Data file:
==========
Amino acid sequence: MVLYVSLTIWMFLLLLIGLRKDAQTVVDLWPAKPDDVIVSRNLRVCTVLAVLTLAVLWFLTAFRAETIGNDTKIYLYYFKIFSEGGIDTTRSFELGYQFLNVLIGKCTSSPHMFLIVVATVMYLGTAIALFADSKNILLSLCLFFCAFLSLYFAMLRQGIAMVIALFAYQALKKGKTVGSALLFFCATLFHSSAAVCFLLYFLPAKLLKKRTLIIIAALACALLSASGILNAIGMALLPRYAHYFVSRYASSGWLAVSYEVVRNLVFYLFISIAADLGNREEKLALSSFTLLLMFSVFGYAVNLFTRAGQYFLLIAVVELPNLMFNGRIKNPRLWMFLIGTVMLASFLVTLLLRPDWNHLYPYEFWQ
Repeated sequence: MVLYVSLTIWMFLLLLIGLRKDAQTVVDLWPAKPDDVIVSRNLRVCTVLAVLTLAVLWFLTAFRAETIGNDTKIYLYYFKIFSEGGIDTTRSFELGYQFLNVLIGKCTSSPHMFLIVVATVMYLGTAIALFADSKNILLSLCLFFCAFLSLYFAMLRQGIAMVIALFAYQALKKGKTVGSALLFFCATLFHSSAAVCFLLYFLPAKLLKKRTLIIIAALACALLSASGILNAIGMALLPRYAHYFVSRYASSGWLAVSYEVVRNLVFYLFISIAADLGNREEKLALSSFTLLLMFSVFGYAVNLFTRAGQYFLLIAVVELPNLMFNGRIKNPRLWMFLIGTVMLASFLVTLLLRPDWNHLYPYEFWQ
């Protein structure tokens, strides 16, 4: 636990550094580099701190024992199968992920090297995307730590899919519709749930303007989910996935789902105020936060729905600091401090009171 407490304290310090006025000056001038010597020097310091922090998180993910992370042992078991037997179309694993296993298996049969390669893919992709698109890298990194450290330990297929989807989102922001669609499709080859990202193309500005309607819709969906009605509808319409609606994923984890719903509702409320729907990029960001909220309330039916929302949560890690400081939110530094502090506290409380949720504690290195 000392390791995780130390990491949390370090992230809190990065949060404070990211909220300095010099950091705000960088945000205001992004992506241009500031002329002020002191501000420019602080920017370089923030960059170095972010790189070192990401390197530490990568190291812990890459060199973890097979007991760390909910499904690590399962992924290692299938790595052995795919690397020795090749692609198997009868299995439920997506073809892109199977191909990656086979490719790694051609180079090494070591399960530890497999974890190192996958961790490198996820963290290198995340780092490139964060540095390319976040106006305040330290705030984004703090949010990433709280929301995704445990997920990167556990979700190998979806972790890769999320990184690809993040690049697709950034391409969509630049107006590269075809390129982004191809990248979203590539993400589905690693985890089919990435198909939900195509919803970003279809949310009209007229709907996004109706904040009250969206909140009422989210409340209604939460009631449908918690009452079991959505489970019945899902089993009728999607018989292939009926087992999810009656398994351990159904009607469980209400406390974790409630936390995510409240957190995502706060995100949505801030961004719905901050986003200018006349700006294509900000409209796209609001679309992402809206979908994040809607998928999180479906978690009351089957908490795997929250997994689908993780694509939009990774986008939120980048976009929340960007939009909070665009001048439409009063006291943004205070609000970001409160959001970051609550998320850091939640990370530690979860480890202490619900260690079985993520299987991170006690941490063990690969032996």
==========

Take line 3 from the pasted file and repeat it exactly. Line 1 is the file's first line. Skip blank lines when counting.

């Protein structure tokens, strides 16, 4: 636990550094580099701190024992199968992920090297995307730590899919519709749930303007989910996935789902105020936060729905600091401090009171 407490304290310090006025000056001038010597020097310091922090998180993910992370042992078991037997179309694993296993298996049969390669893919992709698109890298990194450290330990297929989807989102922001669609499709080859990202193309500005309607819709969906009605509808319409609606994923984890719903509702409320729907990029960001909220309330039916929302949560890690400081939110530094502090506290409380949720504690290195 000392390791995780130390990491949390370090992230809190990065949060404070990211909220300095010099950091705000960088945000205001992004992506241009500031002329002020002191501000420019602080920017370089923030960059170095972010790189070192990401390197530490990568190291812990890459060199973890097979007991760390909910499904690590399962992924290692299938790595052995795919690397020795090749692609198997009868299995439920997506073809892109199977191909990656086979490719790694051609180079090494070591399960530890497999974890190192996958961790490198996820963290290198995340780092490139964060540095390319976040106006305040330290705030984004703090949010990433709280929301995704445990997920990167556990979700190998979806972790890769999320990184690809993040690049697709950034391409969509630049107006590269075809390129982004191809990248979203590539993400589905690693985890089919990435198909939900195509919803970003279809949310009209007229709907996004109706904040009250969206909140009422989210409340209604939460009631449908918690009452079991959505489970019945899902089993009728999607018989292939009926087992999810009656398994351990159904009607469980209400406390974790409630936390995510409240957190995502706060995100949505801030961004719905901050986003200018006349700006294509900000409209796209609001679309992402809206979908994040809607998928999180479906978690009351089957908490795997929250997994689908993780694509939009990774986008939120980048976009929340960007939009909070665009001048439409009063006291943004205070609000970001409160959001970051609550998320850091939640990370530690979860480890202490619900260690079985993520299987991170006690941490063990690969032996």